When you grind your herb, you actually make it more potent. It’s not magic—it’s science.
- Grinding creates more consistently sized pieces. This maximizes surface area and makes your marijuana easier to burn.
- Grinding prevents canoeing (when the bud in a joint begins burning only down the middle) and provides a more even burn.
- Grinding limits the amount of contact your bud has with your hands. This prevents the trichomes from being absorbed by your skin.
Taste & Smell
Grinding unlocks all the wonderful tastes and aromas that your favorite strain of Thin Mint Girl Scout Cookies has to offer. This may not seem like a big deal when all you care about is getting high, but improving the flavor can only add to the amazing experience.
Grinding your marijuana into usable pieces can be done in half the time it would take you to do it by hand. That means you can get to smoking much sooner. ‘Nuff said.
As we mentioned, ground marijuana is more potent than whole buds. That means you don’t have to use as much of the ground stuff to feel the same effects and you can stretch that ounce of Yoda OG even farther.
Less Harsh Smoke
This may not sound like a good thing, but it is. Small grounds burn more evenly and more completely. That cuts down on the unburned plant matter that can harsh your experience and cause you to hack up a lung.
Sure, you can still carry your bud in a baggie, but c’mon man. This is the 21st century! It looks much cooler if you transport your weed in a grinder. Plus, your stash will be protected by the top, bottom, and sides of the grinder. That just makes good sense.
So what are you waiting for? Run (seriously, run!) out and get yourself a grinder. Then come back and we’ll show you how to use it.
How To Use A Grinder
Here’s a step-by-step guide on how to use a grinder. Enjoy!
1) Load Your Grinder
Remove the lid. With your fingers, break your bud into smaller pieces. Don’t put anything in the middle of the grinder. This is where everything pivots. Anything placed in the center won’t get ground.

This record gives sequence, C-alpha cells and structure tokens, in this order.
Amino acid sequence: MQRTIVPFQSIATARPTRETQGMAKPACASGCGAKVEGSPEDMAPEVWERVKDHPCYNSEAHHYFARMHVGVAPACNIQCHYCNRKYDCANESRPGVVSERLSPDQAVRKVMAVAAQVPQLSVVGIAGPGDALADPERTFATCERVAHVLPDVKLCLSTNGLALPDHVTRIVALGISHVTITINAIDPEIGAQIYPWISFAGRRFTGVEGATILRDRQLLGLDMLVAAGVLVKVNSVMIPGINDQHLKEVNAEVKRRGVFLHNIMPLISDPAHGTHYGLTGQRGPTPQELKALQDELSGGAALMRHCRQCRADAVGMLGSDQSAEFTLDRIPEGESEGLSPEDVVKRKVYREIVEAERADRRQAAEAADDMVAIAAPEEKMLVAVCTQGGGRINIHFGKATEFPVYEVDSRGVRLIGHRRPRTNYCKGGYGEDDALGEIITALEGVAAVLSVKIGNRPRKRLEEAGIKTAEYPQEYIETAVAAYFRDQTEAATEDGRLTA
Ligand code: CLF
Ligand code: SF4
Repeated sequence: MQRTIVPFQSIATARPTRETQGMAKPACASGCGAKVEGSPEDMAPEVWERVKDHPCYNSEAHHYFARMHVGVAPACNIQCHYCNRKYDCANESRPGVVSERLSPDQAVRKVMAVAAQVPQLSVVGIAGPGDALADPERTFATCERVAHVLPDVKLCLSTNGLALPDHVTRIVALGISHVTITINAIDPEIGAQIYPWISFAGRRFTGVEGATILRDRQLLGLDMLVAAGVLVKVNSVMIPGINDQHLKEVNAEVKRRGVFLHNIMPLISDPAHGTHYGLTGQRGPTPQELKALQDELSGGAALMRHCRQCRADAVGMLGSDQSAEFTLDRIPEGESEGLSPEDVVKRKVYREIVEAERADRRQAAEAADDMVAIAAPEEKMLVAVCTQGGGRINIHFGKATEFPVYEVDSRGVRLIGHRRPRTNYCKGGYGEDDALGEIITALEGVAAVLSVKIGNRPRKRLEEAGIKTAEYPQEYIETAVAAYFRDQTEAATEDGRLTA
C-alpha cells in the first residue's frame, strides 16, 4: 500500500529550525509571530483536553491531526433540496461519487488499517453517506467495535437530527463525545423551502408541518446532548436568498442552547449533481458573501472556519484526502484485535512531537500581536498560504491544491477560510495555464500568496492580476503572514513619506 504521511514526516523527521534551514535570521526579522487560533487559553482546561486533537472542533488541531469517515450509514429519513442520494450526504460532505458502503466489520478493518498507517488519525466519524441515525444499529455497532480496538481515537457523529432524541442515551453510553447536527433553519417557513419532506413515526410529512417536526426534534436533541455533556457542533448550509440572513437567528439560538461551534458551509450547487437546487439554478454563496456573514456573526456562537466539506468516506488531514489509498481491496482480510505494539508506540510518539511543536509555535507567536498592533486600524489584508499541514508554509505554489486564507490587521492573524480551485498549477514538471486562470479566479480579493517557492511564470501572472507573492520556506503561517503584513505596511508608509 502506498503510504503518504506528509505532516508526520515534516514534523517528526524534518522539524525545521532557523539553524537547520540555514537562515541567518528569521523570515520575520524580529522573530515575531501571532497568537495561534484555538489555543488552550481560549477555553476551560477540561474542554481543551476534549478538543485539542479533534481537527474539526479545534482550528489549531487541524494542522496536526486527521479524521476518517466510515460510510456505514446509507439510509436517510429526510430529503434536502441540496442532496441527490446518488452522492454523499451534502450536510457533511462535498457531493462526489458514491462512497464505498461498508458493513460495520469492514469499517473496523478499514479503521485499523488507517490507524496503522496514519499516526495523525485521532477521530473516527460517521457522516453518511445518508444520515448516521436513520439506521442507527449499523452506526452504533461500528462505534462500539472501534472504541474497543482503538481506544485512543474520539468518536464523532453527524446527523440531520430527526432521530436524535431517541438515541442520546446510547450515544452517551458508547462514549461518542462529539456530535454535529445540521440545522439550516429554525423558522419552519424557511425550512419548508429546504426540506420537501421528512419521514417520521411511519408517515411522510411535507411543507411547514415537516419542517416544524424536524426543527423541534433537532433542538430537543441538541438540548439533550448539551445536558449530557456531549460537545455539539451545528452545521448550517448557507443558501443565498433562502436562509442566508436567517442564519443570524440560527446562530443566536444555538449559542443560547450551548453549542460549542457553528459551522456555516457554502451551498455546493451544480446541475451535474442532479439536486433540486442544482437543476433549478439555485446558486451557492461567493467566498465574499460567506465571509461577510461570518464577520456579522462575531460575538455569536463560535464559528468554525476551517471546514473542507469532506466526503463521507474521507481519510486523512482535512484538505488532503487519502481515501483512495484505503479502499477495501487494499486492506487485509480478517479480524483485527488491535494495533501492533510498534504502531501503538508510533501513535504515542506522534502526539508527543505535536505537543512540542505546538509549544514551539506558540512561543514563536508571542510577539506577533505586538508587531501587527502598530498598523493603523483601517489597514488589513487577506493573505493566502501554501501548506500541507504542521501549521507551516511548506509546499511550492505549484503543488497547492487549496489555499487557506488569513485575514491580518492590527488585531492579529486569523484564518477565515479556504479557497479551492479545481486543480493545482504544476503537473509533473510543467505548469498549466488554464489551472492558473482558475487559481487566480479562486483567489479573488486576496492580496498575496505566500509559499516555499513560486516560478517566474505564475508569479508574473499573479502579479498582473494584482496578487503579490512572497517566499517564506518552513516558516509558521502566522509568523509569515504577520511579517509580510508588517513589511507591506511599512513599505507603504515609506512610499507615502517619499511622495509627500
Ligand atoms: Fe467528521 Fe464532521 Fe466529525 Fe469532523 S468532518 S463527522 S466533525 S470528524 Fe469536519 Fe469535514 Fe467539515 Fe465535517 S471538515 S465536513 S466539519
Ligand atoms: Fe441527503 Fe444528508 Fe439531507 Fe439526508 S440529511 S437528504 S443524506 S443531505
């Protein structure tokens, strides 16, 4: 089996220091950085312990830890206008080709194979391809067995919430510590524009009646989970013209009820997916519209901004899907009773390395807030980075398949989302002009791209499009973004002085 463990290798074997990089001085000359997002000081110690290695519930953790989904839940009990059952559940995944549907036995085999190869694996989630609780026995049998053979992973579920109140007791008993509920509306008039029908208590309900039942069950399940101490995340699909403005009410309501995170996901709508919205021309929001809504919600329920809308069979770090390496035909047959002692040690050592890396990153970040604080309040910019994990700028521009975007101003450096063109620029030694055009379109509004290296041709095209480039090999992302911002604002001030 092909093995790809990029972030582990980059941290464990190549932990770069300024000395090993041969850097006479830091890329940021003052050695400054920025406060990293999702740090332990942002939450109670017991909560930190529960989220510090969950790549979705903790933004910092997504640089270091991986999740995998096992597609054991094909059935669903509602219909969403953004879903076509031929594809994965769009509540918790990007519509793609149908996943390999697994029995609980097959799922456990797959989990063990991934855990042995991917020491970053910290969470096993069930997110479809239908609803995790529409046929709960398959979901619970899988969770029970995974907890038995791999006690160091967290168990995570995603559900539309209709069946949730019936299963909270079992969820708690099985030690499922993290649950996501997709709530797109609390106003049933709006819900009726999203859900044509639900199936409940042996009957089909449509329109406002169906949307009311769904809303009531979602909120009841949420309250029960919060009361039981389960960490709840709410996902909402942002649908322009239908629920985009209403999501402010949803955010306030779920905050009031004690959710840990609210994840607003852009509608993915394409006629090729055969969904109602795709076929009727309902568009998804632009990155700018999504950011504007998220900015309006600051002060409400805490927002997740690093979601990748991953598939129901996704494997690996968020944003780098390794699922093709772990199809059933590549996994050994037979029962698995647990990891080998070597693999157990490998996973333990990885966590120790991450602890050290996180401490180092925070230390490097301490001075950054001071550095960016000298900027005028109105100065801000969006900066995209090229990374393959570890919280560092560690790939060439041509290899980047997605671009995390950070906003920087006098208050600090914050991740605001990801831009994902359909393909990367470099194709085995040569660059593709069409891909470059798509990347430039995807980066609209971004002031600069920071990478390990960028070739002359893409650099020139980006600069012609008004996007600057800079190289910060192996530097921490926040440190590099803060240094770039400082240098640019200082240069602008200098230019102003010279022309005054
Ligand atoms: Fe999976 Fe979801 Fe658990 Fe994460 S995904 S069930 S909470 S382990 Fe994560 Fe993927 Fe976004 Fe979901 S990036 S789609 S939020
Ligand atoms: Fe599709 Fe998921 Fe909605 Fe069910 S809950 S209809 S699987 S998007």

2) Grind Your Ganja
Replace the lid. Hold the bottom of the grinder with one hand and rotate the lid with the other hand. At first, there will be some resistance, so give it a little muscle. Rotate the grinder until you feel the resistance disappear.
3) Tap That Grinder
Before removing the lid on either collection chamber, give your grinder a tap against the table or the palm of your hand. This helps dislodge the cannabis into the collection chamber and pushes more kief through the screen.
4) Collect Your Cannabis
Separate the grinding chamber from the collection chamber and scoop out your newly ground weed. Be careful not to damage the screen if you’re using a four-piece grinder.
If this is your first grind, you may not have much kief, but you can separate the kief chamber from the collection chamber to see for yourself. Eventually, it’ll be full of powdery goodness!
5) Enjoy The Fruits Of Your Labor
At this point, the sky’s the limit on what you can do with your ganja grounds. Here are just a few suggestions:
- Roll a joint (it’s super easy with ground-up bud)
- Roll a cross joint
- Pack a bowl
- Steep some weed tea
- Whip up a batch of your favorite edibles
If you have more patience than we do, you could use this cannabis to make a tincture, isolate, extract, or oil.
Tips For How To Use A Grinder
After a few uses, you’ll get the hang of your grinder and figure out what produces the best finished product. Here are just a few tips to get you started:
- Opt for an aluminum or zinc grinder (if you can afford it)
- Get one with plenty of teeth and holes
- Don’t overfill the grinding chamber (the finished product won’t be as fine)
- Turn the grinder upside down for a few turns
- Put a clean coin in the collection chamber to help knock the kief through the screen
There really are very few downsides to using a grinder, so we encourage you to give one a try today. If you’re still unsure whether a grinder is for you, talk the budtenders at your local dispensary.
They probably have a few floor-model grinders laying around that you can try before you buy. If you have them walk you through the process first, you might pick up more tips to make your marijuana-grinding experience even better.
Not sure how to use a grinder? The experts at Honest Marijuana tell you everything you need to know about this essential piece of stoner hardware.